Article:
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Kabouter Games

Explorer
Let the players make their own backstory. And ask them leading questions. You can set them up for creativity. "When you were ten you suffered a tragedy. What was it?"
Push them to name villages and locations, to give events in the world. Which you can then use to build the setting.
It might be handy to seed inter-connectivity between the players. Have each player have met the person on their left in some way.

I recommend starting with a fair or carnival. A non-combat situation where they can get used to the game system and their character sheets. So they can roll a few Acrobatics or Athletics checks to catch a greased pig, make a few attack rolls in an archery contest, make a few Constitution saving throws to keep down pie, etc.
Keep the NPCs limited unless you want to force roleplaying initially (which I would ease into).

Give them a quest but really emphasise the freedom to do anything. This is the strength of RPGs over video games and other forms of media. They can make their own decisions and follow their own path.

I recommend cliffhangers as well for the first few sessions. Don't resolve everything and have some suspense at the end. That encourages people to come back and keeps the group together.

I don't think I can "THIS" sufficiently to show my agreement with it.

The great thing about having it all be new is that you can have a variety of stuff prepared and still not railroad the players. Bang - here's the starting village, right there on the map. You have three different adventures all planned and mapped out. On your map, the Crypt of the Icky Doodz is northeast of the village, but they don't know that. So when they cross the river and head southwest, you just plop the Crypt in front of them.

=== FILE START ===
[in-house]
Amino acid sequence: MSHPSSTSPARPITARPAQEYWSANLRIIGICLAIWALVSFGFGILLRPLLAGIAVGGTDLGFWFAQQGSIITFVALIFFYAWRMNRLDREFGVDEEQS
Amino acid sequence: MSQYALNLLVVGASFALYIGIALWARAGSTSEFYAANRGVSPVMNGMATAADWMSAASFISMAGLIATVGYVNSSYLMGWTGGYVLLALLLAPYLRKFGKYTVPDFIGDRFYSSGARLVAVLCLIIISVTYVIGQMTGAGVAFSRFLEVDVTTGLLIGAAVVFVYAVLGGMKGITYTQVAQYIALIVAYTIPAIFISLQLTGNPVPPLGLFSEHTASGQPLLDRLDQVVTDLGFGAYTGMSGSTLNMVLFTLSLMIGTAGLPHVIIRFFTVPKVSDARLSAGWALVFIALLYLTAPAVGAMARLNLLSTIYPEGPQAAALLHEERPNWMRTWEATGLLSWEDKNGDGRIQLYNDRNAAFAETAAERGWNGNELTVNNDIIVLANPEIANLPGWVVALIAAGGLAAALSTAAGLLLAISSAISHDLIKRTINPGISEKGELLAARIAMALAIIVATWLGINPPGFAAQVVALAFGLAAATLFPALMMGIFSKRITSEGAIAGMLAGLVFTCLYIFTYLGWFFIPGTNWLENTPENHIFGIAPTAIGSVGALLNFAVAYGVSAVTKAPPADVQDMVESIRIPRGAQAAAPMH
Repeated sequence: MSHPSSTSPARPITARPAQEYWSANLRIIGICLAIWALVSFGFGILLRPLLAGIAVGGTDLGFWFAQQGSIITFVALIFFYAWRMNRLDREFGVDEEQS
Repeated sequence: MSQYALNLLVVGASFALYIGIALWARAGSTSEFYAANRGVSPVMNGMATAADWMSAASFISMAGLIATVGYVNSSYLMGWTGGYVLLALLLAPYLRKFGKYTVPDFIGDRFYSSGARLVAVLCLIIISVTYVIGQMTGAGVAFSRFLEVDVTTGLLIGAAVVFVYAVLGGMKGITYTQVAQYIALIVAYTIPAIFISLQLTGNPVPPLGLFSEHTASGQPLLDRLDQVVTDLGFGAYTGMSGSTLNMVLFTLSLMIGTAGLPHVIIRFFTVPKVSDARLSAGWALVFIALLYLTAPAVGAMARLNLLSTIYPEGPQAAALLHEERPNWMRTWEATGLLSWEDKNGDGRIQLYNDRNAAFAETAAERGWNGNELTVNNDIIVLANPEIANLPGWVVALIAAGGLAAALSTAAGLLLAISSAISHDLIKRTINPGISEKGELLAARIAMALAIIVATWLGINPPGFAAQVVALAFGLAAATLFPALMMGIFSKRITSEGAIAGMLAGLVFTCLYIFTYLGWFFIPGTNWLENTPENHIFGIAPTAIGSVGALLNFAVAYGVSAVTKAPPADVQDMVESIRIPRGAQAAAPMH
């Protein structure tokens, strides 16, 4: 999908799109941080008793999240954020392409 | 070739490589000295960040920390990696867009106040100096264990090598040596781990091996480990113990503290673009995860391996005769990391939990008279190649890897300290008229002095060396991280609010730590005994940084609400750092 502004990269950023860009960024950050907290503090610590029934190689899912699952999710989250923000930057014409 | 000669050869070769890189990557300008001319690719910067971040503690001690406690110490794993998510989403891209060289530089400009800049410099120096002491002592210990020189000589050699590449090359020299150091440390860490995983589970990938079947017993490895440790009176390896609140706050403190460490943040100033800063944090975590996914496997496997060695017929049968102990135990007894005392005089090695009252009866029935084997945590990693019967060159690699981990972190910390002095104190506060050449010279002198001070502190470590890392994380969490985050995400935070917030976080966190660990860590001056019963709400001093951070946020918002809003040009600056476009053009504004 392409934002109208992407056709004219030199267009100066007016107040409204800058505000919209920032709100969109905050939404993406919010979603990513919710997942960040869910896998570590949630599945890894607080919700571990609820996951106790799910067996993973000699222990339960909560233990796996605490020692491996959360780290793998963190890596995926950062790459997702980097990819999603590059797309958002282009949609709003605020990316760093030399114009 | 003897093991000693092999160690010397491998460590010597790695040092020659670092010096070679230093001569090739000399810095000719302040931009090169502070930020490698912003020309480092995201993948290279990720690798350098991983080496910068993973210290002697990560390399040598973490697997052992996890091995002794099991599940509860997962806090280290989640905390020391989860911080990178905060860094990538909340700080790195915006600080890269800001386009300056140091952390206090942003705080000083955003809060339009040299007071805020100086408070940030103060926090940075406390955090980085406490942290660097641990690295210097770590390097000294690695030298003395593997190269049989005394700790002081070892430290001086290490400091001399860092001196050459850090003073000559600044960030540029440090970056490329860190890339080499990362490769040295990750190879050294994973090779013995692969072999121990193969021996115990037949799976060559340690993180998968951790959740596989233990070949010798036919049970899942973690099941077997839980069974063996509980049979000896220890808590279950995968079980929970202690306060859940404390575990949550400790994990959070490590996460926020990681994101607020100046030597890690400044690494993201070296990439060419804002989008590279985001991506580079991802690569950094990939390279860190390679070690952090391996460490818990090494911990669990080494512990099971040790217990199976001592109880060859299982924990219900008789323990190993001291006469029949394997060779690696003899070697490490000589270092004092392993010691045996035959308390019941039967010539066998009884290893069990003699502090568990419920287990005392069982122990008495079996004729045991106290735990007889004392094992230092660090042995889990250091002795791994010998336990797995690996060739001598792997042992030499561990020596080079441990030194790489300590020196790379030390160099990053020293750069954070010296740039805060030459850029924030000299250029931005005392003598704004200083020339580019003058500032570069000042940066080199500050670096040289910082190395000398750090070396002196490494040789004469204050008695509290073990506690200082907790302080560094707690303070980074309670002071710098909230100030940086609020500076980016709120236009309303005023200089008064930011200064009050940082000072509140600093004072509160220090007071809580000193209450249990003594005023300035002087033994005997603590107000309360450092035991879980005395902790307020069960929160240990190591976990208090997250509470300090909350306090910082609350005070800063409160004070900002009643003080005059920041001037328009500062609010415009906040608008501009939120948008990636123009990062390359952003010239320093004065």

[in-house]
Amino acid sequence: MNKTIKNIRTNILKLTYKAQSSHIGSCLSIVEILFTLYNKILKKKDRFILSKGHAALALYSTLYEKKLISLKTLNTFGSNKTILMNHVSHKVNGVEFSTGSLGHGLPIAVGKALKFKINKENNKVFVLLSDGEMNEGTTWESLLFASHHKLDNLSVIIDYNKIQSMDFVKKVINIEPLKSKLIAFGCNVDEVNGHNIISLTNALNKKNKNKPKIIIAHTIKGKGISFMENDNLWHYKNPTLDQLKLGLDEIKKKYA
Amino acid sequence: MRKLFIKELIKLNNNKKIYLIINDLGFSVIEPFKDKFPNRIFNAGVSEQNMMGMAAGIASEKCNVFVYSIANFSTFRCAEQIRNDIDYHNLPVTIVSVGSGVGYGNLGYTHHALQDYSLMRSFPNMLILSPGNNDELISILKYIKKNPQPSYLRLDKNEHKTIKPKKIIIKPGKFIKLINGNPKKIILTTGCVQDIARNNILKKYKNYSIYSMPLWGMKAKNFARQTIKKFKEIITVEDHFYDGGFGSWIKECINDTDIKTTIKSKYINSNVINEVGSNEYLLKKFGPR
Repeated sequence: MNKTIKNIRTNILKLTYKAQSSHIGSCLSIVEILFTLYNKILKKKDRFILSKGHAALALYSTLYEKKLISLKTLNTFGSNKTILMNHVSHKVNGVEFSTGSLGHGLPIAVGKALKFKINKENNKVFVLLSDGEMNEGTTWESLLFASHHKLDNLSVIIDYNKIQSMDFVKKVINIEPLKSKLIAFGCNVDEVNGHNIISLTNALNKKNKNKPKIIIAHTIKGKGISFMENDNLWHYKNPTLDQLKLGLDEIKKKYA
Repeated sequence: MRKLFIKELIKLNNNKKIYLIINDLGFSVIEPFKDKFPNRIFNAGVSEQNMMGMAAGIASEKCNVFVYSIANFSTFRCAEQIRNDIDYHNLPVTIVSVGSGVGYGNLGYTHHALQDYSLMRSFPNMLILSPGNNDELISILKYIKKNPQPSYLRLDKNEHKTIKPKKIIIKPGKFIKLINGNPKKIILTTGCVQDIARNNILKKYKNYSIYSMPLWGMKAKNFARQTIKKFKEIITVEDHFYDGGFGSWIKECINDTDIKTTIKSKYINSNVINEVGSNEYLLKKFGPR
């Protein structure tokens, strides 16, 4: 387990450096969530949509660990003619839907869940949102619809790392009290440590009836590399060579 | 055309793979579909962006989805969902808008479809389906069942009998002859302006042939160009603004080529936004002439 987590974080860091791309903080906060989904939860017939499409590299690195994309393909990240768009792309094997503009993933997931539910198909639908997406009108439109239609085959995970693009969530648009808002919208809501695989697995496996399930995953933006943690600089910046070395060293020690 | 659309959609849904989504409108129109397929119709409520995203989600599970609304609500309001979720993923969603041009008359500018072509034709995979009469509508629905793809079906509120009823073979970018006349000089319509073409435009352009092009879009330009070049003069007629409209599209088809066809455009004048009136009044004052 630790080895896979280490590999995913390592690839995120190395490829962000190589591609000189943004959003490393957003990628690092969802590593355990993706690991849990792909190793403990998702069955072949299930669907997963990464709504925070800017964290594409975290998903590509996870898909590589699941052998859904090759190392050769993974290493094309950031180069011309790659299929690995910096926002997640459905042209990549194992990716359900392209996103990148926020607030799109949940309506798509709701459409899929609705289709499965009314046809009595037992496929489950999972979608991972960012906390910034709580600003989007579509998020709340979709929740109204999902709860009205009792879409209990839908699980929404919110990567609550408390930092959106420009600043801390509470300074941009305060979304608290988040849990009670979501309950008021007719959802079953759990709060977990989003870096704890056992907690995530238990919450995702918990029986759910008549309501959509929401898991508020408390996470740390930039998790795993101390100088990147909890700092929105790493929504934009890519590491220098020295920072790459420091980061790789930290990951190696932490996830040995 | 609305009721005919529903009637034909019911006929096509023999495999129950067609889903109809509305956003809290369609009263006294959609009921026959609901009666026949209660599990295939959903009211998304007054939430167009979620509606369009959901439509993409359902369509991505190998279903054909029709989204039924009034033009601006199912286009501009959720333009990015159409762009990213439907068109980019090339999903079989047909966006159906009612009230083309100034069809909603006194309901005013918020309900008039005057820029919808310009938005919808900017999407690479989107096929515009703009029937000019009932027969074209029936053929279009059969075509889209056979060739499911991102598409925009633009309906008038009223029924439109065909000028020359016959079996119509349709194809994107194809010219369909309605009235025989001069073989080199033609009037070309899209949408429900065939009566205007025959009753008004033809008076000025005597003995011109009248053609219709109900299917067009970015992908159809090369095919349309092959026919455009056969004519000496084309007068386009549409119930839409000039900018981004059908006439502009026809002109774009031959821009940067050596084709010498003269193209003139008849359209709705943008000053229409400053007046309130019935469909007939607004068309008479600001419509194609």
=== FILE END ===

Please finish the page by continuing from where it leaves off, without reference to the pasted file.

It takes some practice to be able to just wing it. You'll get there. :)
 

JovialLichKing

First Post
You guys, these are fantastic suggestions! I really appreciate the thoughtful replies here.

After thinking about it a bit more, I'm going to attempt to do an adapted version of Lost Mines of Phandelver. It really seems to be an excellent well-rounded, and memorable adventure. At this point I'm thinking I'll just change most of the names so that they sound a bit less "Forgotten Realmsy". Wish me luck!:eek:

I'll definitely be referring back to this thread for future adventure ideas though. Some really great stuff here.
 

JovialLichKing

First Post
So the first adventure went great! I ended up doing a quest where the players went up a snowy mountain path to retrieve an artifact from a mountaintop shrine. Along the way they encountered a giant spider, some harpies fighting a band of dwarf scouts, a sleeping stone giant, and some terrain and weather related obstacles. (This is a modified adventure that I heard from a YouTuber.)

Our next session is this Saturday. We left off with them standing in the main room of the shrine just about to retrieve the artifact.

I'm now trying to figure out what the next quest should be - do I have them go back down the mountain without incident and start something completely different? Or do I force them to get back down via inside of the mountain and make that the next session? I will have about 3 hours of game play to fill. Would love to get some ideas from you all!


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alienux

Explorer
I wrote a 5E adventure that has the party go to a cavern to retrieve an artifact. Once they get inside, the entrance seals up and they're unable to get out. They get the artifact rather quickly, but there's an entire adventure in and of itself of escaping from the sealed cavern.

Not sure if that's something that would fit in with what you have in mind, but if you want to check it out for inspiration, you can download it here:

https://brianmhall.wordpress.com/20...eons-dragons-adventure-the-cavern-of-sundark/